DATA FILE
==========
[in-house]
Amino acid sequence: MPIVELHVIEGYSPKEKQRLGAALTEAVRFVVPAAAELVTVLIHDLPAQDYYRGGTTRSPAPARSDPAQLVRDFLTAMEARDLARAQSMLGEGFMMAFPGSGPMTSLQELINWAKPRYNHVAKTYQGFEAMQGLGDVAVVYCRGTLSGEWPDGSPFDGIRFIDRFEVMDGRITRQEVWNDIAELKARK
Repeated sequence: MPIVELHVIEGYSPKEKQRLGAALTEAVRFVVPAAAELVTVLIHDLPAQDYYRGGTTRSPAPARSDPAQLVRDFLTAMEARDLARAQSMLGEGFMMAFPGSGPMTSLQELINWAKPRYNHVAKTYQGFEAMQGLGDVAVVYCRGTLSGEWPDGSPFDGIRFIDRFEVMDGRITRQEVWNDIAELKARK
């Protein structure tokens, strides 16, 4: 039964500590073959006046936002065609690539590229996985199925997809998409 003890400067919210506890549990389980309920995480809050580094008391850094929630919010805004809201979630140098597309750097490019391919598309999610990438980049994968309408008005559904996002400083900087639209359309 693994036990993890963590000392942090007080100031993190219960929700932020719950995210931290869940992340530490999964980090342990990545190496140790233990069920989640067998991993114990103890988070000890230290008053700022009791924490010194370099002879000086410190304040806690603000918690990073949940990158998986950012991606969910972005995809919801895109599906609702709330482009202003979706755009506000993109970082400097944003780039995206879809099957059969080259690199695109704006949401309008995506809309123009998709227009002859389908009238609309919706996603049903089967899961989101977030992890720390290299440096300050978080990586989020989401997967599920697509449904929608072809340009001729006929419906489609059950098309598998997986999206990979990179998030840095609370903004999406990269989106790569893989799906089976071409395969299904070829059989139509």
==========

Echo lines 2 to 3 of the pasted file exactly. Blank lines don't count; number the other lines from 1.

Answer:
Amino acid sequence: MPIVELHVIEGYSPKEKQRLGAALTEAVRFVVPAAAELVTVLIHDLPAQDYYRGGTTRSPAPARSDPAQLVRDFLTAMEARDLARAQSMLGEGFMMAFPGSGPMTSLQELINWAKPRYNHVAKTYQGFEAMQGLGDVAVVYCRGTLSGEWPDGSPFDGIRFIDRFEVMDGRITRQEVWNDIAELKARK
Repeated sequence: MPIVELHVIEGYSPKEKQRLGAALTEAVRFVVPAAAELVTVLIHDLPAQDYYRGGTTRSPAPARSDPAQLVRDFLTAMEARDLARAQSMLGEGFMMAFPGSGPMTSLQELINWAKPRYNHVAKTYQGFEAMQGLGDVAVVYCRGTLSGEWPDGSPFDGIRFIDRFEVMDGRITRQEVWNDIAELKARK